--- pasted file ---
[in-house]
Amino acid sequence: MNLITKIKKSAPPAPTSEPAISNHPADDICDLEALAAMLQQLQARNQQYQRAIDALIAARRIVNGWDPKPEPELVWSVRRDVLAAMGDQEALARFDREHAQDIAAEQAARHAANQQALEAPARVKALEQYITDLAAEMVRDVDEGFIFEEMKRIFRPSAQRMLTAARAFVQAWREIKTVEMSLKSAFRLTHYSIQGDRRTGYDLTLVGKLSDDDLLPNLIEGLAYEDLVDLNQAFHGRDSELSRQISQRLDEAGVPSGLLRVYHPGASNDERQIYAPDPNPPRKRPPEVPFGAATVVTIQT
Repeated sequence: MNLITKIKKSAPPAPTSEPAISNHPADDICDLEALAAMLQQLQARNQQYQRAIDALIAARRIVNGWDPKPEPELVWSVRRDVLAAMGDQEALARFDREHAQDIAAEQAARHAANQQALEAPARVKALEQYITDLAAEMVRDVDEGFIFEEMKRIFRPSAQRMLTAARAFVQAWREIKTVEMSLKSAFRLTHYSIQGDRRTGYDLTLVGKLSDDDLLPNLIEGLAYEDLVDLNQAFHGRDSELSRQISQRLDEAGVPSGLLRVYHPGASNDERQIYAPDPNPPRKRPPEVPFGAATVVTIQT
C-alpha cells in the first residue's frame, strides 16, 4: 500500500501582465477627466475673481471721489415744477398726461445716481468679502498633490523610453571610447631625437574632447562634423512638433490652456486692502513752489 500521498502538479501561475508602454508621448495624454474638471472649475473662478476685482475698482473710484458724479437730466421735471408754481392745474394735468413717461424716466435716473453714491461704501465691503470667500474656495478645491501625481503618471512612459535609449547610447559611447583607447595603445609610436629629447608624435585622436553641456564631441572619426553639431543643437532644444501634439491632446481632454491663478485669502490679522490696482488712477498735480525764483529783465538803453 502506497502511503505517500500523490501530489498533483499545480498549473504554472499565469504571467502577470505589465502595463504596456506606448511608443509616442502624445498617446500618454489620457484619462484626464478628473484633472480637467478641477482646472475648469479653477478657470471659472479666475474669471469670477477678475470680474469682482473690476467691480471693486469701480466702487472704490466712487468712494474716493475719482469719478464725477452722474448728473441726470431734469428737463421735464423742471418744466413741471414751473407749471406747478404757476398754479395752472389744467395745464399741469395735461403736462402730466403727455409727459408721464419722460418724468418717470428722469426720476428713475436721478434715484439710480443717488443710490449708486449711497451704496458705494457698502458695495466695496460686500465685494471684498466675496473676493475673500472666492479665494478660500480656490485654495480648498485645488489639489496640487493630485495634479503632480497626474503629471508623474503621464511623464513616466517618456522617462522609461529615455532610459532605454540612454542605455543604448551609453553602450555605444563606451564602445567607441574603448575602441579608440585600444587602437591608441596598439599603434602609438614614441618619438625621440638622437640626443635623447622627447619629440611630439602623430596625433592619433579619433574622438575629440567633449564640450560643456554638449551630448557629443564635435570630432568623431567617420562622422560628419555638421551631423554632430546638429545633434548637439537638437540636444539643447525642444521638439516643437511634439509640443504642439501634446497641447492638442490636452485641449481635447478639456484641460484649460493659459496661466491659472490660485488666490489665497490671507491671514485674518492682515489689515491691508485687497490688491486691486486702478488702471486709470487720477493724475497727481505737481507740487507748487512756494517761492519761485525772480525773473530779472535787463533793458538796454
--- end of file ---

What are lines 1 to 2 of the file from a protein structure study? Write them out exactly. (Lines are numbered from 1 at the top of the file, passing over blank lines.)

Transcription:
[in-house]
Amino acid sequence: MNLITKIKKSAPPAPTSEPAISNHPADDICDLEALAAMLQQLQARNQQYQRAIDALIAARRIVNGWDPKPEPELVWSVRRDVLAAMGDQEALARFDREHAQDIAAEQAARHAANQQALEAPARVKALEQYITDLAAEMVRDVDEGFIFEEMKRIFRPSAQRMLTAARAFVQAWREIKTVEMSLKSAFRLTHYSIQGDRRTGYDLTLVGKLSDDDLLPNLIEGLAYEDLVDLNQAFHGRDSELSRQISQRLDEAGVPSGLLRVYHPGASNDERQIYAPDPNPPRKRPPEVPFGAATVVTIQT